The Chinese national flags and flags of the Hong Kong SAR flutter in Hong Kong. (Photo/Xinhua)
Hong Kong's largest political party in legislature said that the attempt by the U.S. Congress to interfere in China's internal affairs with the proposed Human Rights and Democracy Act is not only "inappropriate" but also against accepted international practices.
The message was conveyed by members of the Democratic Alliance for the Betterment and Progress of Hong Kong, the largest political party in the city's legislature, to the United States consul general to Hong Kong and Macao, Hanscom Smith, in a meeting on Tuesday.
Alliance Chairwoman Starry Lee Wai-king told reporters after the meeting that some U.S. politicians have overreacted to Hong Kong's situation in supporting the proposed act. It calls for an annual assessment of Hong Kong's autonomy with the threat to impose restrictions if the results are found to be unfavorable.
Such restrictions may include suspension of Hong Kong's special trade and economic status with the U.S. under the Hong Kong Policy Act.
Lee said the act constitutes meddling in the affairs of other nations using a domestic law. It contravenes common rules of the international community, Lee said.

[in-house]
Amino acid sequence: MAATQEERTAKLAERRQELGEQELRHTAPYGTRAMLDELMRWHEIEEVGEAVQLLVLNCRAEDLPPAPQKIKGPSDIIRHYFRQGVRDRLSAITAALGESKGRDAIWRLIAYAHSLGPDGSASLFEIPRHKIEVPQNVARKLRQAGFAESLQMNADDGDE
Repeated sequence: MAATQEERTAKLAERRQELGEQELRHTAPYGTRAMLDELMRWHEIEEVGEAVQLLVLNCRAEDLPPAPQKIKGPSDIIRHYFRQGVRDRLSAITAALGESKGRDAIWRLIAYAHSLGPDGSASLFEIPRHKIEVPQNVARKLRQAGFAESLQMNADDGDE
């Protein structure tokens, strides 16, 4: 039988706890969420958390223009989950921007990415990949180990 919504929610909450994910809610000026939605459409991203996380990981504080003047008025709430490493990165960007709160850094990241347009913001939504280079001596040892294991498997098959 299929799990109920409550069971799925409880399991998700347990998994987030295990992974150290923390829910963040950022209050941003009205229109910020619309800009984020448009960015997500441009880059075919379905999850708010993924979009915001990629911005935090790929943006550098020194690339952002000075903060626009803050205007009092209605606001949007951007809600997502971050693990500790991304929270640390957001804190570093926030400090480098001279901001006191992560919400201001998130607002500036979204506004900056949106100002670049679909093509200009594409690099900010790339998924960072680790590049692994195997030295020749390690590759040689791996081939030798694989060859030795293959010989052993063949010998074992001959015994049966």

The proposed act aims to pressure both the Hong Kong Special Administrative Region government and the central government, which could lead to escalation of the tension between China and the U.S. to the detriment of both countries and the rest of the world, according to the alliance's vice-chairman, Holden Chow Ho-ding, who is also a legislator.
Lee said it is logical to assume that the central government would take countermeasures if the bill is passed. That, she said, would be harmful to people from both countries.
Smith said he would convey the alliance's message to Congress and the rest of the U.S. government, Lee said.
Earlier this month, the Foreign Ministry urged Congress to immediately stop work on the bill.
China deplores and firmly opposes the proposed Hong Kong legislation as wantonly criticizing Hong Kong affairs and grossly interfering in China's internal affairs, the Foreign Ministry said.
On Sept 8, black-clad protesters marched from Charter Garden in Central district to the U.S. consulate in Hong Kong, calling on the U.S. to "intervene in the crisis".
The procession ended in chaos as a group of radical protesters vandalized MTR subway stations, smashing windows and setting fires at an exit and on the main road.